Peres warns Israel losing demographic battle
Published Wednesday, July 11, 2012
Israeli President Shimon Peres on Wednesday warned about diluting a Jewish majority through the ongoing colonization of the West Bank, in comments carried on Israel's main radio stations.
"Israeli settlements in densely populated Arab areas could bring about a demographic change about which we would do well to think hard about before acting," he said in remarks broadcast on both army radio and Israel public radio.
"Without a Jewish majority, it is doubtful whether a Jewish state can remain Jewish," he fretted on Tuesday evening.
His remarks were alluding to the demographic consequences of the potential annexation of the West Bank, which is home to 2.6 million Palestinians.
Peres' warning follows the publication of a report earlier this week that claimed Jews "have the legal right" to settle in the West Bank.
The report, which was written by three Israeli jurists, rejected the fact that Israel is a military occupying power in the West Bank, and said the establishment of settlements there "cannot be considered illegal" in conclusions which completely contradict international law.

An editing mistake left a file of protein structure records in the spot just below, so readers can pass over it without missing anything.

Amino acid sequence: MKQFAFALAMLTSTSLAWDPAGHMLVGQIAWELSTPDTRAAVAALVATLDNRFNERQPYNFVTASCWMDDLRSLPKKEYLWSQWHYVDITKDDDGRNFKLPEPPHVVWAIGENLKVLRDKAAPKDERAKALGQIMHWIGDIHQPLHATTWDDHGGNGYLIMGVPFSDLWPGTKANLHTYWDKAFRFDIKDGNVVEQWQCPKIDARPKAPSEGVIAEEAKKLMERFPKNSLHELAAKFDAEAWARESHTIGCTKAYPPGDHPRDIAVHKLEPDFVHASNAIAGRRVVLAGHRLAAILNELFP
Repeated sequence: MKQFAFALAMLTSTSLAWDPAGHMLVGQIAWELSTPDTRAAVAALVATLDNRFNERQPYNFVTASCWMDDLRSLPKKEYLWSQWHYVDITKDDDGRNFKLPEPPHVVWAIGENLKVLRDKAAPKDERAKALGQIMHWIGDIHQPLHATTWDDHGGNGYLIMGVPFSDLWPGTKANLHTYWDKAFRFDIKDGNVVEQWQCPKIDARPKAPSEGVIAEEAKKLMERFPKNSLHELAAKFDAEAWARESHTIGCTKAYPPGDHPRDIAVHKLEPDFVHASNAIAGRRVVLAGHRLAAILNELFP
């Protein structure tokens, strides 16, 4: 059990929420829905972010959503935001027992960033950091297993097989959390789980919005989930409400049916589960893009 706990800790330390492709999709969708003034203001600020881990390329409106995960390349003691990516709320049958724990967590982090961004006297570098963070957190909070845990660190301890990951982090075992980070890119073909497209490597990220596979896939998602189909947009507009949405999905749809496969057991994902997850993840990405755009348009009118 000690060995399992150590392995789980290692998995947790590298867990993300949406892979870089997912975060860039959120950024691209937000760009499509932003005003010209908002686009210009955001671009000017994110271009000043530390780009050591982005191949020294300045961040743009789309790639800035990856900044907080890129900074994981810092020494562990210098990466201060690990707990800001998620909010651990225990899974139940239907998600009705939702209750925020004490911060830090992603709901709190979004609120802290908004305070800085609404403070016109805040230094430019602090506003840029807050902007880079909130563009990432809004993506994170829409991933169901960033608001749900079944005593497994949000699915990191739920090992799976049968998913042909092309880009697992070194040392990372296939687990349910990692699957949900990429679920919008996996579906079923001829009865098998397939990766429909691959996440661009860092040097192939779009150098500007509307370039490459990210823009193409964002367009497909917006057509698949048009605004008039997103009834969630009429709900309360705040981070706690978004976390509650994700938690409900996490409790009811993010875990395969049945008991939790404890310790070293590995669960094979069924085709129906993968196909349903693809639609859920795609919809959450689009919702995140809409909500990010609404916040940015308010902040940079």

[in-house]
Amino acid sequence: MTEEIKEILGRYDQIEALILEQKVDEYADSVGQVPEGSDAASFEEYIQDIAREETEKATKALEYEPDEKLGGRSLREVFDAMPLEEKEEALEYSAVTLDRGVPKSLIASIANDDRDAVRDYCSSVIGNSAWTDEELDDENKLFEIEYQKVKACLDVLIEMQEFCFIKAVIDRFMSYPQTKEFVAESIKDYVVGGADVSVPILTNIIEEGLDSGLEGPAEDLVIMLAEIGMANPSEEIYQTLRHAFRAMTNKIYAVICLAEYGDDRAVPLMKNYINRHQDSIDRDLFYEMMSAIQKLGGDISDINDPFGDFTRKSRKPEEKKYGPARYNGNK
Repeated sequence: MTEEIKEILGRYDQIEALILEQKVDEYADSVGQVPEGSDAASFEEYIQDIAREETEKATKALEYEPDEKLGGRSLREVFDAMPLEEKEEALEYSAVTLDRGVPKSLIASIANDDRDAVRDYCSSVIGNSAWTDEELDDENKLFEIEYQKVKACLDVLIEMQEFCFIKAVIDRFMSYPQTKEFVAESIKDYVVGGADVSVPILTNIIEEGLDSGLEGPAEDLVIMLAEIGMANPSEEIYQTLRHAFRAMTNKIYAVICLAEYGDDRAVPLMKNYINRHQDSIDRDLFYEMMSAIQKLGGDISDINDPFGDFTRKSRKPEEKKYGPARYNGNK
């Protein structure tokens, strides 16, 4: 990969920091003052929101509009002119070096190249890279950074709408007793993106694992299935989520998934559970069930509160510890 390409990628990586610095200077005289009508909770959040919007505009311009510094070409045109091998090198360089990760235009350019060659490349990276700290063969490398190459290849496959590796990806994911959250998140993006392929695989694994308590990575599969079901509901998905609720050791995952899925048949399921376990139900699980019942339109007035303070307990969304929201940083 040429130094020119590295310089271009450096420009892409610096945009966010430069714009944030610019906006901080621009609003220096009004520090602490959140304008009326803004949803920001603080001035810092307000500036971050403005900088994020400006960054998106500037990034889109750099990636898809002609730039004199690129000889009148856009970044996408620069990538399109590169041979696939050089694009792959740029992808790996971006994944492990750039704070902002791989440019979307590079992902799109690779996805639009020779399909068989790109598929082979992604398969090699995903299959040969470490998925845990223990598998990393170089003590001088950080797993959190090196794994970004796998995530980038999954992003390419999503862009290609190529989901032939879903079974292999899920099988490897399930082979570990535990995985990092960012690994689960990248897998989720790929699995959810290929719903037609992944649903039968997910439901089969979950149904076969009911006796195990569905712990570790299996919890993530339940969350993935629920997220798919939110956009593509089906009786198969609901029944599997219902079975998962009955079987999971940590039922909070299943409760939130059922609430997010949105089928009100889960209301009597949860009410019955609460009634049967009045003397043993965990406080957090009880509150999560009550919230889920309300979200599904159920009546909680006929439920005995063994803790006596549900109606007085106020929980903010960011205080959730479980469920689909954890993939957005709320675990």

Israel has continued to expand Jewish settlements in the West Bank and east Jerusalem despite objections from the international community which deem them illegal.
Israel is an ethnic-centric state which classifies its people by religion, considering itself a “Jewish” state despite having a 20 percent Palestinian minority.
In total, 5.8 million Palestinians live in historic Palestine, including the West Bank and Gaza Strip, compared to 5.9 million Jews, raising fears that Israel is rapidly losing the 'demographic battle.'
Projections show Palestinians will outnumber Jews in the region, excluding the Palestinian refugees residing in neighboring Arab states who fled following the violent creation of the state of Israel in 1948.
Peres' remarks reflect a growing anxiety within Israel's left that a continued pursuit by the Israeli-right to annex West Bank will jeopardize the state's Jewish identity.
Israel's emphasis on racial and religious differentiation has drawn calls that it is operating an apartheid state.